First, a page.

Sketch In Studios Super Saturday!23 Oct 2019, Posted by General, News, Short Films, Sketchpad, Special Offers in
We are holding an exciting event to screen Russian Whispers, The Man With His Fingers In His Ears and Ground Rules at 11:30am on the 23rd of November at the Rio Cinema, Dalston
Premiere screening of Russian Whispers – 20 mins, director Keif Gwinn, written by Tobias Hussey
Trailer – https://youtu.be/FOgjR65kT2c
The Man With His Fingers In His Ears, 11 mins, directors Tom Michael Blyth and Keif Gwinn, written by Mike Carter and improvised by the cast.
Trailer – https://youtu.be/EiO1C9L8sDU
Ground Rules – 11 mins, director Mark Pritchard, written by Mark Pritchard.
Trailer – https://youtu.be/xIIW8mBOvC4
Tickets available here
Facebook event https://www.facebook.com/events/3088796547861109/
Russian Whispers – Review by UK Film Review
Father of the Bride meets The Sopranos in this #comedy short film Russian Whispers. Directed by Keif Gwinn and written by Tobias Hussey, planning a wedding has not been this tense since Bride Wars.
The parents of a Russian lad (Merab Ninidze and Nada Sharp) visit the home of their soon-to-be in-laws (Charlotte Moore and John Vernon), where they plan to “break ice” before the upcoming nuptials. However, questions of class and tradition soon become a sticking point for the parents, who each have their own plans for their offspring’s big day.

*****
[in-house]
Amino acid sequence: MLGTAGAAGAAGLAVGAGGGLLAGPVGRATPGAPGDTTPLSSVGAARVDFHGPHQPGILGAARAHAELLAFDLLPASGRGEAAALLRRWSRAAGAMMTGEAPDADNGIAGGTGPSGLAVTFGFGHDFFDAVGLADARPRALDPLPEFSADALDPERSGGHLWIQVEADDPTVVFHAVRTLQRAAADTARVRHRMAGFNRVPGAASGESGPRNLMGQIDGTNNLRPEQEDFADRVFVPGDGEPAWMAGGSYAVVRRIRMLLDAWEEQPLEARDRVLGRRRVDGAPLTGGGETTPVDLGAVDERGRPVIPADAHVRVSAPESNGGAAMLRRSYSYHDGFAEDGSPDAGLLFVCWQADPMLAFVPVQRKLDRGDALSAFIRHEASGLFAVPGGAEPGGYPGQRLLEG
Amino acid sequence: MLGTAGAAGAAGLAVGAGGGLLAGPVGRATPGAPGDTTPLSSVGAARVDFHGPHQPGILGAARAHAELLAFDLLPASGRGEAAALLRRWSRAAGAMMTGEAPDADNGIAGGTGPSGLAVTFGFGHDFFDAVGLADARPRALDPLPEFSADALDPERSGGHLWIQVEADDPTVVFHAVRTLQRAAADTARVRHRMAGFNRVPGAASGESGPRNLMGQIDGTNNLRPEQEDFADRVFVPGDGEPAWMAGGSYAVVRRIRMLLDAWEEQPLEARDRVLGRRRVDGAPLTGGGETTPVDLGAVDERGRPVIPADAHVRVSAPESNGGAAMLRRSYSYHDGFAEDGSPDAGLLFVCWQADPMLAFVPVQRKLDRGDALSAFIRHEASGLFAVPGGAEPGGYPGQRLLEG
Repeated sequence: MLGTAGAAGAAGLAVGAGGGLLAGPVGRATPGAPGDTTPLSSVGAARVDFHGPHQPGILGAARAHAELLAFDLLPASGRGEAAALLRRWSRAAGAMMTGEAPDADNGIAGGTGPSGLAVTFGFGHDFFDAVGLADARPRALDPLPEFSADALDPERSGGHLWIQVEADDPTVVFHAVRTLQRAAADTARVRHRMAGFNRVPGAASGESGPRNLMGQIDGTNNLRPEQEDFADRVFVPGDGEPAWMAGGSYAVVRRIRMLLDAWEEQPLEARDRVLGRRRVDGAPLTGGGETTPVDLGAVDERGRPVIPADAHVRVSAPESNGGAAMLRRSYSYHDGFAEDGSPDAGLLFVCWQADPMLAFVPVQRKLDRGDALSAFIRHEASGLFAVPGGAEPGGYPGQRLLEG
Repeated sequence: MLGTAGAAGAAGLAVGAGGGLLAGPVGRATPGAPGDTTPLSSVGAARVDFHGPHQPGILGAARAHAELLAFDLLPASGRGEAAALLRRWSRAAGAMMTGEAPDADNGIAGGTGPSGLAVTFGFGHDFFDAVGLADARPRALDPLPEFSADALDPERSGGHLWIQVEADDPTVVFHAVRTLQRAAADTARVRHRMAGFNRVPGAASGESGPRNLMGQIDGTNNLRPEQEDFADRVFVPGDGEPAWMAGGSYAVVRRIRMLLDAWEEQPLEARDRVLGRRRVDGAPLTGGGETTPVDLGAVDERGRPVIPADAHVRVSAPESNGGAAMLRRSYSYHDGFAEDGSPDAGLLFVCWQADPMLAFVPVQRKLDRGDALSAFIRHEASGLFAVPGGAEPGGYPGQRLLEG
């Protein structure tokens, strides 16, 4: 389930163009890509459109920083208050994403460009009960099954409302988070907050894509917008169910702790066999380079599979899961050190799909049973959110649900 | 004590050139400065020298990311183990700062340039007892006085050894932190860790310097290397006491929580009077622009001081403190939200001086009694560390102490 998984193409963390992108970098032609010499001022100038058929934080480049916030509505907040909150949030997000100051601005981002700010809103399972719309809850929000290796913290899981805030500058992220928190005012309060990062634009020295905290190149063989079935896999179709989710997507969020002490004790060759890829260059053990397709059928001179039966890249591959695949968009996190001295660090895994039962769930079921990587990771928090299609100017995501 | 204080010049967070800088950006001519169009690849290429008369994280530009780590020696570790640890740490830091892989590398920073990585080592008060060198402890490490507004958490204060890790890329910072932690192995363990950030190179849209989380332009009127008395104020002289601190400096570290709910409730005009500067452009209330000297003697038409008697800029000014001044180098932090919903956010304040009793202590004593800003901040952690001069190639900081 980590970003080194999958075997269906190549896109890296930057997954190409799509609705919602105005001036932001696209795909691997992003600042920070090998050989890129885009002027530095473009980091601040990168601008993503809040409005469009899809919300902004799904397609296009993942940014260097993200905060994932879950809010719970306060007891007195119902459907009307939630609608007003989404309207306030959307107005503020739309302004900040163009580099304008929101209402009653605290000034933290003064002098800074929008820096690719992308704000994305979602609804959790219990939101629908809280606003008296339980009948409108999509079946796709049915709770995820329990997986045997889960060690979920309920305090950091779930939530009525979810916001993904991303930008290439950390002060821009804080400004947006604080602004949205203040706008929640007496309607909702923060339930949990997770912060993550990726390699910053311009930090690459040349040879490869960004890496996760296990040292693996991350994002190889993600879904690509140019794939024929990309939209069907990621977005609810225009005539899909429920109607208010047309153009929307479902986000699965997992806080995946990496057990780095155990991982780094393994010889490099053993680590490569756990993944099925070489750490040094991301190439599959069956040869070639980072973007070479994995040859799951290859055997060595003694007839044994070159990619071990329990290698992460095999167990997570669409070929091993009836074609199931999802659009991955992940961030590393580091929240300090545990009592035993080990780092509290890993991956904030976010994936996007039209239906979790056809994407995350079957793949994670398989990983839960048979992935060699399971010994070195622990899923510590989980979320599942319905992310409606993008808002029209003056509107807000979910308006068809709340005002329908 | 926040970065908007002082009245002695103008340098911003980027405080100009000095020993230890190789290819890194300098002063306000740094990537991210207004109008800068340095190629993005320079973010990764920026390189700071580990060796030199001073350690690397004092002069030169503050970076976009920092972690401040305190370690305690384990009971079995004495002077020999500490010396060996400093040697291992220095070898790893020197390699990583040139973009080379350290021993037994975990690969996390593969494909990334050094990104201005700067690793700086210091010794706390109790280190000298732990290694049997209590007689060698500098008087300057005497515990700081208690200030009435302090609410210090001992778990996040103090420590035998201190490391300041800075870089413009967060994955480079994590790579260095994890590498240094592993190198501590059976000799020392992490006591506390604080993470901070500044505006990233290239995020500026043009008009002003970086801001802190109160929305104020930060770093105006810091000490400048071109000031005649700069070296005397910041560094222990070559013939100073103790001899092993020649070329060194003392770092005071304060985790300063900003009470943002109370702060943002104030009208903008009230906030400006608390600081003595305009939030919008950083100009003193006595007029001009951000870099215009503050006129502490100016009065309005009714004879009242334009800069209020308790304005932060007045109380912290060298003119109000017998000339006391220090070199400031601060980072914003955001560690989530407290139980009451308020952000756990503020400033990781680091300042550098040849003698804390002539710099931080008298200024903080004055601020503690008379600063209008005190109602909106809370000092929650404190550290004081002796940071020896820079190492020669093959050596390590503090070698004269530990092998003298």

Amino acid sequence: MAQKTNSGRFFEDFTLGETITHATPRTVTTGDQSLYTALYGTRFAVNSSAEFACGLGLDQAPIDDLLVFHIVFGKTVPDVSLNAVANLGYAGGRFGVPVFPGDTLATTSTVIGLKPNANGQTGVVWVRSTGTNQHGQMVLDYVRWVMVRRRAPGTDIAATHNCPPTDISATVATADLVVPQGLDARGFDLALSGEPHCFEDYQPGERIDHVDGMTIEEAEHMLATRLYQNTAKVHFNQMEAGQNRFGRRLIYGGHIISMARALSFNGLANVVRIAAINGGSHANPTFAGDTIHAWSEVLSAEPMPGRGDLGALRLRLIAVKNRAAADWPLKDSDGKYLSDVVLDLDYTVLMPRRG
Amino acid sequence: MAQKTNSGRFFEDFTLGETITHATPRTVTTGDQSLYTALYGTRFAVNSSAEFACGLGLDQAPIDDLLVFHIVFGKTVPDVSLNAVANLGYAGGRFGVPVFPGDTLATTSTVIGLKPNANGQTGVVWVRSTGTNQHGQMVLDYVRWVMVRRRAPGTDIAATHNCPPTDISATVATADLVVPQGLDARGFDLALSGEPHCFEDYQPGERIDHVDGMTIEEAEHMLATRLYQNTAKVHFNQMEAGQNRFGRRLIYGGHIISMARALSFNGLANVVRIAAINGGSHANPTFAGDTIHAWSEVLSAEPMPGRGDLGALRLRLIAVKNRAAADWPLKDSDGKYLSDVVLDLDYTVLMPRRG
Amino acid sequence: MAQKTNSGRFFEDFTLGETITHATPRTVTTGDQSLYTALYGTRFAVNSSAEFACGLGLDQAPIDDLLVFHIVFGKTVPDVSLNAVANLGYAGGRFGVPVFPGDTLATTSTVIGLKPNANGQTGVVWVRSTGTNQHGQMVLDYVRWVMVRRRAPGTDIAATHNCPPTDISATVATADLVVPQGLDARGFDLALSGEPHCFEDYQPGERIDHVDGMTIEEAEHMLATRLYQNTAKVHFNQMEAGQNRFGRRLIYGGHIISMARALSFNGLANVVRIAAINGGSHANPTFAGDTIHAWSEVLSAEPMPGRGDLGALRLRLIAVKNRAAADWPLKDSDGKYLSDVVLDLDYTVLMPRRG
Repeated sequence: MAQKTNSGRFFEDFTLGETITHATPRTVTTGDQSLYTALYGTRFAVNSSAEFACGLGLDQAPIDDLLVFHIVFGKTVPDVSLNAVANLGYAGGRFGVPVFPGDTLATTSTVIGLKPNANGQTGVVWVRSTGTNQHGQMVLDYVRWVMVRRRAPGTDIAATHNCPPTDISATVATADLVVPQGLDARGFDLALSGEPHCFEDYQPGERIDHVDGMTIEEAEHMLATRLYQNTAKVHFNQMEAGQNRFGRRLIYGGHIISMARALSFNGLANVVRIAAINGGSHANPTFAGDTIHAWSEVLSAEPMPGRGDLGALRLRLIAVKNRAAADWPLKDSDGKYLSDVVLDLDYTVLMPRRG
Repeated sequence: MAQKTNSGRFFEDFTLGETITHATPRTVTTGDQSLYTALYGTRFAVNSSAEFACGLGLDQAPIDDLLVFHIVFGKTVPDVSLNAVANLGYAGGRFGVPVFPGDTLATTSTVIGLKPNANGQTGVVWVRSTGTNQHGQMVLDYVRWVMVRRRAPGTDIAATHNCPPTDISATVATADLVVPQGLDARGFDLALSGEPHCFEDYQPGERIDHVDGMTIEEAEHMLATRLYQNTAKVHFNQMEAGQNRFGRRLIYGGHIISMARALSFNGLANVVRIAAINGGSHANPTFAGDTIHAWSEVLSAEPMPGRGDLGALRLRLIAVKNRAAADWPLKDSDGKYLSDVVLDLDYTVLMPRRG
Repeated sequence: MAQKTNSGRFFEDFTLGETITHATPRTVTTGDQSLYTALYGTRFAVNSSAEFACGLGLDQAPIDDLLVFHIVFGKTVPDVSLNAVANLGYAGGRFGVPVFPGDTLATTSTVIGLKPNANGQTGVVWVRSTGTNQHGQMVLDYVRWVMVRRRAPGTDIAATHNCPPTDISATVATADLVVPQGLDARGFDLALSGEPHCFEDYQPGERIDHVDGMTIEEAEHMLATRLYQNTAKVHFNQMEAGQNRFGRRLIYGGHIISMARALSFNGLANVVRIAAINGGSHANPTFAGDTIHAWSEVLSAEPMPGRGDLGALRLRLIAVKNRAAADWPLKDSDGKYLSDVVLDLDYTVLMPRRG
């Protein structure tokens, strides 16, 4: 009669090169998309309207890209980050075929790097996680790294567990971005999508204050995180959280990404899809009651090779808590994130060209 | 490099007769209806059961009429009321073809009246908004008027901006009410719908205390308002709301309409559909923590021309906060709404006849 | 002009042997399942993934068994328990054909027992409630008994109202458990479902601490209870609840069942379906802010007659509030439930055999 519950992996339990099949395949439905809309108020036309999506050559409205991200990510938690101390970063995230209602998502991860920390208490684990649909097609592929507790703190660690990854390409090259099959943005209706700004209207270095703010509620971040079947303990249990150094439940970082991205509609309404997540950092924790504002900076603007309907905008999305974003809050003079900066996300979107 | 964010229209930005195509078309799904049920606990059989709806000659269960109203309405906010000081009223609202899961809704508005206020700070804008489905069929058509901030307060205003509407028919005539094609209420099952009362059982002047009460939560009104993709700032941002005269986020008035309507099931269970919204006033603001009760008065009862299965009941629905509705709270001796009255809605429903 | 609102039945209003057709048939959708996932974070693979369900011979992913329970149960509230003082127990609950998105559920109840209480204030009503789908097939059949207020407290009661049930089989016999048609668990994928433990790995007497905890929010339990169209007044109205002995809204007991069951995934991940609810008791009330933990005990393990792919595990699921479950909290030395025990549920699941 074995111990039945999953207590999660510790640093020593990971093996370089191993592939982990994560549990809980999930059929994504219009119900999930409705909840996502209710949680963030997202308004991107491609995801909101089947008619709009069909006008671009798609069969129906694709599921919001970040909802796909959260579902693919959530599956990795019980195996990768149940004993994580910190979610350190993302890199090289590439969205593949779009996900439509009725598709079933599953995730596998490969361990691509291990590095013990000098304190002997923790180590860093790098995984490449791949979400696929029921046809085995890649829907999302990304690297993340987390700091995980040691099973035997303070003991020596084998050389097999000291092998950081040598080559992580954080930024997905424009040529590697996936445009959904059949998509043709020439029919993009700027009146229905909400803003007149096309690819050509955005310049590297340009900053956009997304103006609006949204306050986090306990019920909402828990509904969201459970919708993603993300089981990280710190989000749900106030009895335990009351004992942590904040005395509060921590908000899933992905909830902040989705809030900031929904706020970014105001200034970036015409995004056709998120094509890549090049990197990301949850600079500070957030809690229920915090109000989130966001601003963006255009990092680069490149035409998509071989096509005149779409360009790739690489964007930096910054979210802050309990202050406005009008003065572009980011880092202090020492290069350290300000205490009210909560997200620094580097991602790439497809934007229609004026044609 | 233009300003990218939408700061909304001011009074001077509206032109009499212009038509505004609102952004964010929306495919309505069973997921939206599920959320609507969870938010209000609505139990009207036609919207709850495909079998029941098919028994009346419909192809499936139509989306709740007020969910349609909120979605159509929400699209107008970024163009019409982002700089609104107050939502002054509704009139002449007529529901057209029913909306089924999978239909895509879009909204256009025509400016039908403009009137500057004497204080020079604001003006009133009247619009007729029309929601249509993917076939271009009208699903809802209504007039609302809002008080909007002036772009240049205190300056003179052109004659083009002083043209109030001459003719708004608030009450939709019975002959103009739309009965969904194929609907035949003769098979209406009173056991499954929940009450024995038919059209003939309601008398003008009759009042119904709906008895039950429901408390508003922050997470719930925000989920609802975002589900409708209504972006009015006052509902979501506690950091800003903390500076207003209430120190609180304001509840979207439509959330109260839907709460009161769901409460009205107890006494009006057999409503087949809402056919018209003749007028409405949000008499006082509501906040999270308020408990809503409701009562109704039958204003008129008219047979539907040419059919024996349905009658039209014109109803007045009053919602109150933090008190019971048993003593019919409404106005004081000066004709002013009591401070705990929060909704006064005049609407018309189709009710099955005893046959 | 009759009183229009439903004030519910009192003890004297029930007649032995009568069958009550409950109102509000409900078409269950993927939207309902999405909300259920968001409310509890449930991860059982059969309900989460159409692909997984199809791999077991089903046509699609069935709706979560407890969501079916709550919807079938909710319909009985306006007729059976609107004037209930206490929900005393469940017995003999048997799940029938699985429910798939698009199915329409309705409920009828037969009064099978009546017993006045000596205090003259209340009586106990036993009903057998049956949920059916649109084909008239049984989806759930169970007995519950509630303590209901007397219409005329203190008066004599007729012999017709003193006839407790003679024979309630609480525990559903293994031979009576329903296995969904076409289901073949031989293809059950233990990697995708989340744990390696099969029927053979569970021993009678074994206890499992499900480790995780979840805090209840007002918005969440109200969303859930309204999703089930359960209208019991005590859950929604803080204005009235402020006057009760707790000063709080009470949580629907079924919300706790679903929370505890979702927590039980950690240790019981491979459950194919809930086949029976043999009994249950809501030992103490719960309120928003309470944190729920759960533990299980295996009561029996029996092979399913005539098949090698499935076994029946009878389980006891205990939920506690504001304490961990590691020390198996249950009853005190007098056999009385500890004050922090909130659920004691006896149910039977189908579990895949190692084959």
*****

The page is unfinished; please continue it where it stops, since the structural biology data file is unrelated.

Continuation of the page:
Full of archetypes and stereotypes, Russian Whispers finds its humour in the great tension that exists when two types of cultures clash. The reserved attitude of the Russians is at odds with the more forward behaviour of the British, yet both sides have a similar trait of not wanting to relinquish control over the wedding. The awkwardness of finance is also used by the #filmmakers, creating a handful of gags at the…ahem…expense of the characters and their money. The father of the bride’s numerous plans to call on friends and local suppliers to kit out the wedding is both charming and embarrassing.
Gwinn gets strong performances across the board, in particular John Vernon as the aforementioned bride’s dad. His retelling of a joke (which crosses over with one of his sons – Rob Hadden – telling it at the same time) was a particular highlight of the short film. Ninidze delivers a strong and composed turn as the reluctant father of the groom. His chemistry with wife Sharp is terrific to watch.